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You can do a lot to control cardiovascular disease. Take medication. Change your diet. Exercise. When these changes aren't enough, your doctor may recommend a stent implant or bypass surgery.
Your doctor will determine the best option for you based on the underlying problems, where and how severe your blockages are, and your future risks.
When atherosclerosis is identified at an early stage, medications such as nitrates, beta blockers, calcium channel blockers, aspirin, or cholesterol-lowering drugs (statins) may be prescribed. These medicines may slow the disease's progress or ease its symptoms.
Coronary artery bypass grafting, or "CABG" (pronounced "cabbage"), is a common heart procedure. A surgeon takes a section of a healthy blood vessel from your leg, chest, or arm. The vessel is then connected (grafted) to your coronary artery slightly past the site of the blockage. This creates a new path for blood to flow around (bypass) the blockage in the artery so it can get to your heart.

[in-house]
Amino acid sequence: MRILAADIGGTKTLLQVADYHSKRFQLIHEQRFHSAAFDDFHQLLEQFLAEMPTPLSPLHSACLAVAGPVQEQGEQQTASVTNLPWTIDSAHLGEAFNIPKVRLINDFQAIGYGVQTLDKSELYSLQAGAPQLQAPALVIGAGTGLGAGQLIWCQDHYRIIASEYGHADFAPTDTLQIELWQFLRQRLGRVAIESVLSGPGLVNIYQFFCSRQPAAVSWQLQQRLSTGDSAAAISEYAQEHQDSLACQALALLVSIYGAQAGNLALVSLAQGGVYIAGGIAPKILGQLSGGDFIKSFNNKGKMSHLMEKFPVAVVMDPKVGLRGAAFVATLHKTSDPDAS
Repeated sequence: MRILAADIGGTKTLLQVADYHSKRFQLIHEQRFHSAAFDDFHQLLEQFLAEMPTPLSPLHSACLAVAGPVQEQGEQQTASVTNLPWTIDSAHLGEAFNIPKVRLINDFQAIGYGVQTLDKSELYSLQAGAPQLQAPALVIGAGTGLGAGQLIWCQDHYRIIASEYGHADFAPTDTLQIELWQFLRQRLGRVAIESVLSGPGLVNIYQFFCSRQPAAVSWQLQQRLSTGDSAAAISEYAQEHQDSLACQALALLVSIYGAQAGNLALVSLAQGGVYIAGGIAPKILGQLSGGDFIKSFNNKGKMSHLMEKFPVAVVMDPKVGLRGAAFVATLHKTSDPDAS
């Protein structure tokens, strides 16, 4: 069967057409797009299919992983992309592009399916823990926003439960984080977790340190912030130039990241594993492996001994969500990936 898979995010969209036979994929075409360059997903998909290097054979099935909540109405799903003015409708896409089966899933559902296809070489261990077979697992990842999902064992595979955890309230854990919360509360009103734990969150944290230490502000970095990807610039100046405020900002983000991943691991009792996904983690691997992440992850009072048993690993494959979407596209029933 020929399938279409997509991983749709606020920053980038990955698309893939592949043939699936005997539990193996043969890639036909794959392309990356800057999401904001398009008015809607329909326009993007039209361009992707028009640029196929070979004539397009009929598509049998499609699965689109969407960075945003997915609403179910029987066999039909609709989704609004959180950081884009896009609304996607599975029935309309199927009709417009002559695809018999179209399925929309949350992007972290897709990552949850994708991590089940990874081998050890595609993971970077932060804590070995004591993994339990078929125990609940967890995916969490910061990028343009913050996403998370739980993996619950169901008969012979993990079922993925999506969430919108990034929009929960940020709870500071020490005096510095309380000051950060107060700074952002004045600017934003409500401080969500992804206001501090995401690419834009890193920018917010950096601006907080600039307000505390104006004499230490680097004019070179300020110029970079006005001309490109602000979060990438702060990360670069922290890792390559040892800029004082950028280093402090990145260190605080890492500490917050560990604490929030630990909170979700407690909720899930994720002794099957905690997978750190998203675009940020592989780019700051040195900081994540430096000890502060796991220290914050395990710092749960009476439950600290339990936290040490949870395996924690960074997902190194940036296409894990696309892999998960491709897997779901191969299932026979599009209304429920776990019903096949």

Patients undergoing bypass are put under general anaesthetic and are not awake during surgery. Two bypass surgical procedures for coronary artery disease are: (1) beating heart surgery and (2) arrested heart surgery.
For some patients, minimally invasive coronary artery surgery is an alternative to the CABG surgery. Three minimally invasive options for coronary artery disease (CAD) are coronary balloon angioplasty, stenting, and minimally invasive cardiac surgery (MICS) CABG.
In some cases, stents and balloons are used together in a procedure called stent and balloon therapy.
Information on this site should not be used as a substitute for talking with your doctor. Always talk with your doctor about diagnosis and treatment information.